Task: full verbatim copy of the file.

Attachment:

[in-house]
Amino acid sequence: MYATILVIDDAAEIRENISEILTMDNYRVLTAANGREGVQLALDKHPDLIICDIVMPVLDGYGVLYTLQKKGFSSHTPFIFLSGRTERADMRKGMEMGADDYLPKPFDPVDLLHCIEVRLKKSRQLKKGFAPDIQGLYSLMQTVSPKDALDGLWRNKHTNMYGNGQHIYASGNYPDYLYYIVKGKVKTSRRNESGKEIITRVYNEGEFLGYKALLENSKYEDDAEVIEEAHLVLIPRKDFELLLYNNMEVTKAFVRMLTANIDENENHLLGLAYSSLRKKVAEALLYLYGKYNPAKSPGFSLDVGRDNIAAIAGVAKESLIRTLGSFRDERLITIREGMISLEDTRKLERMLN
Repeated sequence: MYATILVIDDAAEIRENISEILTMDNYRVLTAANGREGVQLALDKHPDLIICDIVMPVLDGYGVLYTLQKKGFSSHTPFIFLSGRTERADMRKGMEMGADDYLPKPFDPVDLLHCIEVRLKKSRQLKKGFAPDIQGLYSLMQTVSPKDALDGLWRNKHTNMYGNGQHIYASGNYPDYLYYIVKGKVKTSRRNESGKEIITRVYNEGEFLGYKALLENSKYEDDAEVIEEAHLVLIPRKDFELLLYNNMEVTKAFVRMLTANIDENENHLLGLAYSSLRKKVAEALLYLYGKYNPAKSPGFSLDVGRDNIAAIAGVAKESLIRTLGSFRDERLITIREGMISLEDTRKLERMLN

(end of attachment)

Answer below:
[in-house]
Amino acid sequence: MYATILVIDDAAEIRENISEILTMDNYRVLTAANGREGVQLALDKHPDLIICDIVMPVLDGYGVLYTLQKKGFSSHTPFIFLSGRTERADMRKGMEMGADDYLPKPFDPVDLLHCIEVRLKKSRQLKKGFAPDIQGLYSLMQTVSPKDALDGLWRNKHTNMYGNGQHIYASGNYPDYLYYIVKGKVKTSRRNESGKEIITRVYNEGEFLGYKALLENSKYEDDAEVIEEAHLVLIPRKDFELLLYNNMEVTKAFVRMLTANIDENENHLLGLAYSSLRKKVAEALLYLYGKYNPAKSPGFSLDVGRDNIAAIAGVAKESLIRTLGSFRDERLITIREGMISLEDTRKLERMLN
Repeated sequence: MYATILVIDDAAEIRENISEILTMDNYRVLTAANGREGVQLALDKHPDLIICDIVMPVLDGYGVLYTLQKKGFSSHTPFIFLSGRTERADMRKGMEMGADDYLPKPFDPVDLLHCIEVRLKKSRQLKKGFAPDIQGLYSLMQTVSPKDALDGLWRNKHTNMYGNGQHIYASGNYPDYLYYIVKGKVKTSRRNESGKEIITRVYNEGEFLGYKALLENSKYEDDAEVIEEAHLVLIPRKDFELLLYNNMEVTKAFVRMLTANIDENENHLLGLAYSSLRKKVAEALLYLYGKYNPAKSPGFSLDVGRDNIAAIAGVAKESLIRTLGSFRDERLITIREGMISLEDTRKLERMLN